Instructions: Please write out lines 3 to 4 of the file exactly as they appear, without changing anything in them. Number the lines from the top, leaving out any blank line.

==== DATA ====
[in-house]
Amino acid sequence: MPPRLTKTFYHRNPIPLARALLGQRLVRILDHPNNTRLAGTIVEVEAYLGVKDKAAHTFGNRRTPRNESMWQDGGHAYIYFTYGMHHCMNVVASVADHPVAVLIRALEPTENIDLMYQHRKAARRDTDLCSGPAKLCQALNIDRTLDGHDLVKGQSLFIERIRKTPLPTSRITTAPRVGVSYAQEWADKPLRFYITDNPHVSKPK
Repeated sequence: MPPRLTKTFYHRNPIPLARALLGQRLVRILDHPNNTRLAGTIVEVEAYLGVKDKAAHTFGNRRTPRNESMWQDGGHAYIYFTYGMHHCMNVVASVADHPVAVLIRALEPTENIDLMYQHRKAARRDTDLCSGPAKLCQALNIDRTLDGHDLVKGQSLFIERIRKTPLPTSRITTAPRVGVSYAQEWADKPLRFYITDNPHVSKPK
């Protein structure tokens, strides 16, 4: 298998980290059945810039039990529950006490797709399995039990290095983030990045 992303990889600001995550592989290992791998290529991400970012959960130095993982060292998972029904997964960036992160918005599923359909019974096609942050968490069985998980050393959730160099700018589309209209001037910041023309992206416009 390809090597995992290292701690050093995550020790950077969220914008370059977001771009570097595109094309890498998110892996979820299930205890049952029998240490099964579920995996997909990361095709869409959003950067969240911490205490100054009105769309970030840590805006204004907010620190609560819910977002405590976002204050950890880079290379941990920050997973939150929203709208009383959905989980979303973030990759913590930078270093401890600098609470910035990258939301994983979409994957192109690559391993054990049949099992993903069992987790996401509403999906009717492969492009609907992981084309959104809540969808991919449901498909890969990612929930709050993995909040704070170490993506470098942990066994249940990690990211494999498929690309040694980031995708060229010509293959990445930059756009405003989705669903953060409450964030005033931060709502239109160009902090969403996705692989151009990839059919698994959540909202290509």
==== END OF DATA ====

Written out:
Repeated sequence: MPPRLTKTFYHRNPIPLARALLGQRLVRILDHPNNTRLAGTIVEVEAYLGVKDKAAHTFGNRRTPRNESMWQDGGHAYIYFTYGMHHCMNVVASVADHPVAVLIRALEPTENIDLMYQHRKAARRDTDLCSGPAKLCQALNIDRTLDGHDLVKGQSLFIERIRKTPLPTSRITTAPRVGVSYAQEWADKPLRFYITDNPHVSKPK
């Protein structure tokens, strides 16, 4: 298998980290059945810039039990529950006490797709399995039990290095983030990045 992303990889600001995550592989290992791998290529991400970012959960130095993982060292998972029904997964960036992160918005599923359909019974096609942050968490069985998980050393959730160099700018589309209209001037910041023309992206416009 390809090597995992290292701690050093995550020790950077969220914008370059977001771009570097595109094309890498998110892996979820299930205890049952029998240490099964579920995996997909990361095709869409959003950067969240911490205490100054009105769309970030840590805006204004907010620190609560819910977002405590976002204050950890880079290379941990920050997973939150929203709208009383959905989980979303973030990759913590930078270093401890600098609470910035990258939301994983979409994957192109690559391993054990049949099992993903069992987790996401509403999906009717492969492009609907992981084309959104809540969808991919449901498909890969990612929930709050993995909040704070170490993506470098942990066994249940990690990211494999498929690309040694980031995708060229010509293959990445930059756009405003989705669903953060409450964030005033931060709502239109160009902090969403996705692989151009990839059919698994959540909202290509």